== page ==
The words sting all these years later.
They came earlier in Alan Rudnick’s pastorate when a congregant called to chastise him for not visiting another member in the hospital.
“You’re not doing your job,” the caller said. “You’re not being a good pastor.”
The fact that Rudnick hadn’t been notified about the hospitalization didn’t matter to the complaining member.
“In the caller’s mind, I was responsible for information that I didn’t know about.”
Rudnick, a Baptist minister, author and speaker tells that story to open his Aug.1 Church Leadership blog titled “When to contact your minister.”
He makes the case that seems obvious on the surface but isn’t so clear to many Christians in times of hardship or grief: pastors don’t just automatically know when their presence is needed. They must be notified.
Rudnick isn’t alone in that frustration.
“Alan’s story is pretty common,” said Tony Lankford, the senior pastor at First Baptist Church in St. Simons Island, Ga.
He recalled a similar experience earlier in his career.
“A gentleman had surgery and I simply didn’t know about it until he was out of the hospital,” Lankford said. “I sensed a disconnect between us after that.”
Lankford said he believes the communications breakdown often occurs when church members tell friends or school classes about an ailing loved one or pending surgery, and then assume someone will notify clergy.
“And when there’s no response they may see that as a lack of caring when it is really a lack of communication,” he said.
What can ministers do about that? One is to direct Sunday school teachers, deacons and other leaders to contact the pastor or church office when they learn someone is hospitalized, he said.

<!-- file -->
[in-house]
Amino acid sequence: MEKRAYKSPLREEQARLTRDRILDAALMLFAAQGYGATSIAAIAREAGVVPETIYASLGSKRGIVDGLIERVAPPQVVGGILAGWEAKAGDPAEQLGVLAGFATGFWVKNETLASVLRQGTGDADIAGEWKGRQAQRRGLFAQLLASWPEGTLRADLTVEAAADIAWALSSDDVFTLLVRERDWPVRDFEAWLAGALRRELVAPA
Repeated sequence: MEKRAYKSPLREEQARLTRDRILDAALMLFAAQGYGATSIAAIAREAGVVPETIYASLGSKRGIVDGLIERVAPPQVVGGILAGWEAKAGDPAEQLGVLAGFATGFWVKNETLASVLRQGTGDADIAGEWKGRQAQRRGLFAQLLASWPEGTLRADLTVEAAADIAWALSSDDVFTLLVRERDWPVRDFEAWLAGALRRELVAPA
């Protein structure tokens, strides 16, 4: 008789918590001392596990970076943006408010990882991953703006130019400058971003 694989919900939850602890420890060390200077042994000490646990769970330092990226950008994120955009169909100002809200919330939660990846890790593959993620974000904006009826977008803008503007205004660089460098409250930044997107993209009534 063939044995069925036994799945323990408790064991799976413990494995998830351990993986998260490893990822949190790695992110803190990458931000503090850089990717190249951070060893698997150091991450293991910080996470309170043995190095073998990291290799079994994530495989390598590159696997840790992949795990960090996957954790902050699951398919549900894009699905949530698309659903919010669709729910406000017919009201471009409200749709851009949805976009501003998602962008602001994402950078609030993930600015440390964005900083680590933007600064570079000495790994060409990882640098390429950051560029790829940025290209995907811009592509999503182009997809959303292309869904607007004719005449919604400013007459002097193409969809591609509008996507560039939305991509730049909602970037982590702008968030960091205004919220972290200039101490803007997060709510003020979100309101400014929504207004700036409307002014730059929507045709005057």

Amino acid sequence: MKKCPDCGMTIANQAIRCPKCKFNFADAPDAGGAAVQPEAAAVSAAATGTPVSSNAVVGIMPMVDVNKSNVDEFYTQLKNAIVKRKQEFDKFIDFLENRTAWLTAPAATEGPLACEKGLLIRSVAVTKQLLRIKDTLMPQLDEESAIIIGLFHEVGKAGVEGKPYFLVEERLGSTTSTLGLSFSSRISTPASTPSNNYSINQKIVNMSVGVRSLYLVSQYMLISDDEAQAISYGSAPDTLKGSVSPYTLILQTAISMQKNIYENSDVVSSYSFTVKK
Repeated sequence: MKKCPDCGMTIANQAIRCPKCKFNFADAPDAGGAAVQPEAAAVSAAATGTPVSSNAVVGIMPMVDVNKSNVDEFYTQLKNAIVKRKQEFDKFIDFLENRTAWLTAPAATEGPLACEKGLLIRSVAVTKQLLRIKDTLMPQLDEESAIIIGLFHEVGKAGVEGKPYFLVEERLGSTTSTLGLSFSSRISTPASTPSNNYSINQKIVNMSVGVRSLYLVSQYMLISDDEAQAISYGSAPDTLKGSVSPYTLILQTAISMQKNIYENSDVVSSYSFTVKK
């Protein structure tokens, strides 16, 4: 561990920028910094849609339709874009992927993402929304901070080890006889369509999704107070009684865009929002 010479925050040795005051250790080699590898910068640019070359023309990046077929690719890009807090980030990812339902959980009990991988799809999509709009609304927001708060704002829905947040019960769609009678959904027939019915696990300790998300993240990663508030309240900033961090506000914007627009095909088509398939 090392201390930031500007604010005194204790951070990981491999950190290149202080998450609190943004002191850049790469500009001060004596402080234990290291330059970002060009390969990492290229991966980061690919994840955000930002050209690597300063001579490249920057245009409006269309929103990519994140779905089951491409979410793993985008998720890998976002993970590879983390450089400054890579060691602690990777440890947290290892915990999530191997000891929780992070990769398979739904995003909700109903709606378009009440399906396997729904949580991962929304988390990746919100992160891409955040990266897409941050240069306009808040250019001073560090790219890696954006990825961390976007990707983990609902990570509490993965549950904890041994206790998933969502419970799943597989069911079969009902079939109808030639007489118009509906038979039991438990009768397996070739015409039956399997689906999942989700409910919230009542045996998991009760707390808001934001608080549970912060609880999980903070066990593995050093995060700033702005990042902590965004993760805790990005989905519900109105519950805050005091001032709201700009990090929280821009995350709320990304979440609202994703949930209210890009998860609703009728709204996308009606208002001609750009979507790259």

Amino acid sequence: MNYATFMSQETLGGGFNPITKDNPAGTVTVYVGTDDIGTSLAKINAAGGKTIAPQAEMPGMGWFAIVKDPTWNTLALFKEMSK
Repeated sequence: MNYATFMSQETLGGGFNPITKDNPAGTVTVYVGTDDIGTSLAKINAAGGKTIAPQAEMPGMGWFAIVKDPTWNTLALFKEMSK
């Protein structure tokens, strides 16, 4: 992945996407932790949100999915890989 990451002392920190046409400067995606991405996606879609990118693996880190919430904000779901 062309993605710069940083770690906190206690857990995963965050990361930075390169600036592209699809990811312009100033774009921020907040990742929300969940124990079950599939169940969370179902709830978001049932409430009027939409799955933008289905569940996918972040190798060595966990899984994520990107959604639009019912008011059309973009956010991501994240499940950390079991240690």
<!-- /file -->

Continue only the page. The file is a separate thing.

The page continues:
“Over-communication is more beneficial than under-communication in these situations.”
It’s also important to empower lay ministries charged with making hospital and other pastoral visits, Lankford said.
“We need to do a better job of validating that ministry.”
But Stacy Cochran Nowell has seen that approach as a difficult sell in some congregations.
“To a certain segment…if you’re not spending all your time visiting, what kind of pastor are you?” said Nowell, the senior pastor of First Baptist Church in Huntersville, N.C.
Lay pastoral ministers are certainly not viewed as valid by some, but either are deacons and associate pastors in some places.
“Five deacons can visit them, but until the pastor arrives, the church hasn’t been there,” she said.
“Even associate pastors,” she said. “Those aren’t considered legitimate visits.”
Nowell said the complaints have sometimes come in the form of direct statements. In other cases, a church member will tell a story about a previous pastor who visited people daily.
The message is clear: “That’s how a pastor is supposed to act.”
Theologically, the answer to these views is in the notion of the priesthood of all believers. The doctrine doesn’t imply an elite, special few who possess the spiritual power that others do not, she said.
“Some say they believe that but have a problem with its application,” Nowell said.
But in some cases, citing Scripture isn’t going to help at all, Rudnick told Baptist News Global.
“Some want to play games or put the pastor in an embarrassing situation before the congregation,” he said.
“They aren’t looking to get any kind of care or ministry out of the experience,” Rudnick added. “But they are trying to get attention and sometimes they thrive on negative attention.”
In any case, there are few excuses anymore for failing to contact the church or pastor about illnesses and death.
“Pastors are more accessible now than ever thanks to the cell phone,” he said. They can be reached by calling or through Facebook and by text.
“Now that communication is so easy it’s just shocking sometimes to hear these stories … about people who just haven’t picked up the phone.”